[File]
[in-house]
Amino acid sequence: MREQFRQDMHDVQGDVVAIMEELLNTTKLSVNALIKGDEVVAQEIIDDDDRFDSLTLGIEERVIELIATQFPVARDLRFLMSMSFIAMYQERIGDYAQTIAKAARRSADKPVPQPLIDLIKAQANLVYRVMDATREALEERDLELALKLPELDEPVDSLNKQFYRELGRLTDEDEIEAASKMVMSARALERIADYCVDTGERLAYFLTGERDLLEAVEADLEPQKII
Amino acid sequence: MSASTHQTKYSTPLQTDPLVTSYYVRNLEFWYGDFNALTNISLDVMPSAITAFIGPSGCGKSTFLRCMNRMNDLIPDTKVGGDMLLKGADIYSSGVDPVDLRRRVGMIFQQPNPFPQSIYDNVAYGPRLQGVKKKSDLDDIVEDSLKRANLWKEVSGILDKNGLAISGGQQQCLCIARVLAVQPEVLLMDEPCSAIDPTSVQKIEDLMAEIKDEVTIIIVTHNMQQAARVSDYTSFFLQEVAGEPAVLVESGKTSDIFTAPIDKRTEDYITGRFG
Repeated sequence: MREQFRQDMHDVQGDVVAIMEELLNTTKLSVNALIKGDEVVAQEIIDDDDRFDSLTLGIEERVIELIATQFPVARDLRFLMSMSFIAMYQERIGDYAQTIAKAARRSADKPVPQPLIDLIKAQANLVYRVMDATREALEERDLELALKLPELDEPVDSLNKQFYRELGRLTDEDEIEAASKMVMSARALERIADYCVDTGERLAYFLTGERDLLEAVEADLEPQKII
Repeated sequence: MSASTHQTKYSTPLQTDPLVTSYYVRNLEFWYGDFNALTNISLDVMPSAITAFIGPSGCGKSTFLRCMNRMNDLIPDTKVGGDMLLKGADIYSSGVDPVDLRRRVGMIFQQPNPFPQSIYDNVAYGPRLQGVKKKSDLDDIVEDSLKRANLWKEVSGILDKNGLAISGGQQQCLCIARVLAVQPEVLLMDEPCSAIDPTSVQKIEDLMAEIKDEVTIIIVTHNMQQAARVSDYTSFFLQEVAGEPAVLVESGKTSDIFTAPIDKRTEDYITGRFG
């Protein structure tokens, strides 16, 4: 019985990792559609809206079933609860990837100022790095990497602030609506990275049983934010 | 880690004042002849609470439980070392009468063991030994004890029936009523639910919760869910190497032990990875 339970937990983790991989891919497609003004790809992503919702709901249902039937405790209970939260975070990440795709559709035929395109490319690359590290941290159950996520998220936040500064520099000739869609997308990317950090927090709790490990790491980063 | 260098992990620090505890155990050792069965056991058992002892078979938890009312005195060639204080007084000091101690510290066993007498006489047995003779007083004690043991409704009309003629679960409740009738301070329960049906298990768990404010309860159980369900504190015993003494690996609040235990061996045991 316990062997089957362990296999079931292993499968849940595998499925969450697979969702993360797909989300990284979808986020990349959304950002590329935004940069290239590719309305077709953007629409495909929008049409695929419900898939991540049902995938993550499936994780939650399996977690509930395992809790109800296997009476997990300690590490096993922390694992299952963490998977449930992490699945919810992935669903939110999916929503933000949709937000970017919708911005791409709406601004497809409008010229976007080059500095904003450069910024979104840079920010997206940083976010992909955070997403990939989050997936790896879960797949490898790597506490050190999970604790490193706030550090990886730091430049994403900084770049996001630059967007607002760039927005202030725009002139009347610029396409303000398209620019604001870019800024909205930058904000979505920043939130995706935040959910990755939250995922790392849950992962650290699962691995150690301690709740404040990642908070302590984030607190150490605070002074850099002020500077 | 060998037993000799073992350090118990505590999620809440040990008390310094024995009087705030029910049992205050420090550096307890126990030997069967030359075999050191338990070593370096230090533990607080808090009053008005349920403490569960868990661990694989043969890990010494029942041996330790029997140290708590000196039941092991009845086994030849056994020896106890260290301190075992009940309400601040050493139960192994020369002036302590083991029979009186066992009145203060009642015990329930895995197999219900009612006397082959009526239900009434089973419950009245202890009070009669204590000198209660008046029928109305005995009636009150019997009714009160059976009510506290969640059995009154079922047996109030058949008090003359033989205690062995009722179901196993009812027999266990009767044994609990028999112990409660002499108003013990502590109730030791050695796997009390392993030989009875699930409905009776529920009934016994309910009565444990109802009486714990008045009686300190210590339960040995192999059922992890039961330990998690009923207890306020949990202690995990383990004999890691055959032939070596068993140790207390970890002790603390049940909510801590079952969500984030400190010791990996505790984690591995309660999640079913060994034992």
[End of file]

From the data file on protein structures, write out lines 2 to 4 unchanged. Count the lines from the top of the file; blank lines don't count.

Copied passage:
Amino acid sequence: MREQFRQDMHDVQGDVVAIMEELLNTTKLSVNALIKGDEVVAQEIIDDDDRFDSLTLGIEERVIELIATQFPVARDLRFLMSMSFIAMYQERIGDYAQTIAKAARRSADKPVPQPLIDLIKAQANLVYRVMDATREALEERDLELALKLPELDEPVDSLNKQFYRELGRLTDEDEIEAASKMVMSARALERIADYCVDTGERLAYFLTGERDLLEAVEADLEPQKII
Amino acid sequence: MSASTHQTKYSTPLQTDPLVTSYYVRNLEFWYGDFNALTNISLDVMPSAITAFIGPSGCGKSTFLRCMNRMNDLIPDTKVGGDMLLKGADIYSSGVDPVDLRRRVGMIFQQPNPFPQSIYDNVAYGPRLQGVKKKSDLDDIVEDSLKRANLWKEVSGILDKNGLAISGGQQQCLCIARVLAVQPEVLLMDEPCSAIDPTSVQKIEDLMAEIKDEVTIIIVTHNMQQAARVSDYTSFFLQEVAGEPAVLVESGKTSDIFTAPIDKRTEDYITGRFG
Repeated sequence: MREQFRQDMHDVQGDVVAIMEELLNTTKLSVNALIKGDEVVAQEIIDDDDRFDSLTLGIEERVIELIATQFPVARDLRFLMSMSFIAMYQERIGDYAQTIAKAARRSADKPVPQPLIDLIKAQANLVYRVMDATREALEERDLELALKLPELDEPVDSLNKQFYRELGRLTDEDEIEAASKMVMSARALERIADYCVDTGERLAYFLTGERDLLEAVEADLEPQKII